And then, kindergarteners and first graders bring home work with instructions they cannot read on their own. Students bring home photocopied sheets titled “Home-School Connection.” I’ve finally figured out that “home-school connection” is code for, “Here are some learning ‘games’ that we expect you to sit down and do with your child at 7 p.m., when both you and your child are wiped out, the dinner dishes need to be done, the dog needs to be walked, tomorrow’s lunches need to be made, Mom or Dad brought home an hour or two of work that didn’t get done at the office, and no one is in the mood to play games that, frankly, aren’t very much fun.” My third grader can’t just read for 30 minutes and have a parent sign off saying she did so. No, she has to fill out a detailed log, with the number of pages she read and a summary of what she read. I can’t imagine anything killing the pleasure of reading faster than someone asking me to keep statistics on what I read. To get her to fill in these details, I have to go up to her room when she’s done reading and coax (pester) her to fill out the log. What I’d like for her to do is what I do and what most passionate readers do—read until her eyelids get heavy, then set aside her book and turn out the lights, with visions of Hogwarts or ancient Greece or the thousands of species of reptiles accompanying her departure into dreamland.


I am a rule follower. I was a great student—the kind who always met and often exceeded expectations. (By the way, I didn’t have homework in elementary school beyond a few research projects, which I vividly remember, because I really learned something from doing them.) My husband and I are proud products of public schools. I am the daughter of a college professor. My husband’s late father told his wife as he was dying that the most important thing for her to do was to make sure their youngest child—my husband—finished college. We understand the value of our children’s education. We want to raise good learners and support the hard-working, compassionate, smart teachers they are fortunate to have.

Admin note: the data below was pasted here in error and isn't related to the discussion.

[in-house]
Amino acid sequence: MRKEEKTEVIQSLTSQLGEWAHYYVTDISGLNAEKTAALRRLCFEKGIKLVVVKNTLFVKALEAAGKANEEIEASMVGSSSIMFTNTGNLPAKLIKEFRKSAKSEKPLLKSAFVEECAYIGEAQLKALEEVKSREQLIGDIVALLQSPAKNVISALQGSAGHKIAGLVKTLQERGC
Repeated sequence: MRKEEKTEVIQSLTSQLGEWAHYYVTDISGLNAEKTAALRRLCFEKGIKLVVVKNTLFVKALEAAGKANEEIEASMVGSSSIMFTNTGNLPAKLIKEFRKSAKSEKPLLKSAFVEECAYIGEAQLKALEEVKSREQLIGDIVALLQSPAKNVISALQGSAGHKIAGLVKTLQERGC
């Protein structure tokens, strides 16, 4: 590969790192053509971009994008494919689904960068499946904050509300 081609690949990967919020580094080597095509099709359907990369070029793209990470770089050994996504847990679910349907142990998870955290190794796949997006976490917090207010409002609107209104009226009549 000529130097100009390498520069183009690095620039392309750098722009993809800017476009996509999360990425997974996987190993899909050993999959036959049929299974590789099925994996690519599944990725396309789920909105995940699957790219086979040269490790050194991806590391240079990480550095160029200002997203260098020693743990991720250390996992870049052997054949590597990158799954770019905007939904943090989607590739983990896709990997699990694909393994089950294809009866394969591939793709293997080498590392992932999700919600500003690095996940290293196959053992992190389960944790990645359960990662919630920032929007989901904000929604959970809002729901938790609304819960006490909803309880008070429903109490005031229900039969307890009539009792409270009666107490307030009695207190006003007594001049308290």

But I am so fed up with my children’s homework that I’ve stopped following all the rules and don’t always support my children’s teachers when it comes to excessive and inappropriate homework assignments. I don’t pester my third grader to fill out the mind-numbing minutiae on her reading log. I just make sure she reads. Last year in second grade, when she was exhausted from struggling to get all of her worksheets finished by Friday and we learned that her teacher wasn’t formally tracking who does and who doesn’t do homework? We told our daughter to do as much as she could and not worry about finishing. I ignore the “Home-School Connection” (a.k.a., homework for parents) worksheets, because I already graduated from college. I don’t do homework.

I’m a rule follower. But I’m done following homework rules that don’t make sense, and that make the hard job of parents—to raise happy, healthy, children while supporting them in learning the essential skills that come from a quality education—harder than it needs to be.

I want parents and teachers at our beloved school to talk about how a vital “home-school connection” comprises much more than asking harried parents to play ridiculous learning games with exhausted children. I want to enthusiastically encourage my children to do their homework, because I truly see its value. I want to see parents and teachers agree on some basics of what constitutes quality homework, homework with a clear and reasonable purpose. I want to see homework assigned in quantities that are age-appropriate and that recognize children’s limited ability to sit and work after a long day at school, along with their very real needs for play, physical activity, family dinners, extracurricular activities that support non-academic interests, and a good night’s sleep.